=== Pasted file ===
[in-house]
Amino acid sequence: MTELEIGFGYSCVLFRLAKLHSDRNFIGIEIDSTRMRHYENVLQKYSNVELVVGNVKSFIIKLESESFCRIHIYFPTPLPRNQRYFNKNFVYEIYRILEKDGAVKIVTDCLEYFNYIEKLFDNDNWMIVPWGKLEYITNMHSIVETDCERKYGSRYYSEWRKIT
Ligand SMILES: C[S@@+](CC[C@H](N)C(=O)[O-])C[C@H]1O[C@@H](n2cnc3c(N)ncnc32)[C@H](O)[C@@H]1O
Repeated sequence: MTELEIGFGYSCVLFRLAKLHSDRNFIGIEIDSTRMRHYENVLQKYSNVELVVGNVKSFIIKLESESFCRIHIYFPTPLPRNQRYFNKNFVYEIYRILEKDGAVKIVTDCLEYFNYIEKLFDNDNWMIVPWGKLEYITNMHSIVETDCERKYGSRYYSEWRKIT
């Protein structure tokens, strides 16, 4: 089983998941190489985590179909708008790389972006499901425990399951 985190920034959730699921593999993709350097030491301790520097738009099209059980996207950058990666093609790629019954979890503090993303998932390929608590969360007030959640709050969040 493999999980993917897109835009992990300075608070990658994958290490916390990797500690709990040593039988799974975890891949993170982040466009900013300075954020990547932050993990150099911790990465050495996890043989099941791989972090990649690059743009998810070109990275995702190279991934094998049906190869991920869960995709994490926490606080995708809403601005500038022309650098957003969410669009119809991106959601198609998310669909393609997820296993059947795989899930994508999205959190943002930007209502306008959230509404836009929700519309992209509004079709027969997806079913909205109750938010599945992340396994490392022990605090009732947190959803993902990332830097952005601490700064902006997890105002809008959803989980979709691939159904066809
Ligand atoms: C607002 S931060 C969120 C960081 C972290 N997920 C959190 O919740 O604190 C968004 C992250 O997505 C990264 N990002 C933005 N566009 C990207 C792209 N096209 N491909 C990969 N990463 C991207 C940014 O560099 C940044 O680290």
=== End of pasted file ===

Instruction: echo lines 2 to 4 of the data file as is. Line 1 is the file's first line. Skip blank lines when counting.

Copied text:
Amino acid sequence: MTELEIGFGYSCVLFRLAKLHSDRNFIGIEIDSTRMRHYENVLQKYSNVELVVGNVKSFIIKLESESFCRIHIYFPTPLPRNQRYFNKNFVYEIYRILEKDGAVKIVTDCLEYFNYIEKLFDNDNWMIVPWGKLEYITNMHSIVETDCERKYGSRYYSEWRKIT
Ligand SMILES: C[S@@+](CC[C@H](N)C(=O)[O-])C[C@H]1O[C@@H](n2cnc3c(N)ncnc32)[C@H](O)[C@@H]1O
Repeated sequence: MTELEIGFGYSCVLFRLAKLHSDRNFIGIEIDSTRMRHYENVLQKYSNVELVVGNVKSFIIKLESESFCRIHIYFPTPLPRNQRYFNKNFVYEIYRILEKDGAVKIVTDCLEYFNYIEKLFDNDNWMIVPWGKLEYITNMHSIVETDCERKYGSRYYSEWRKIT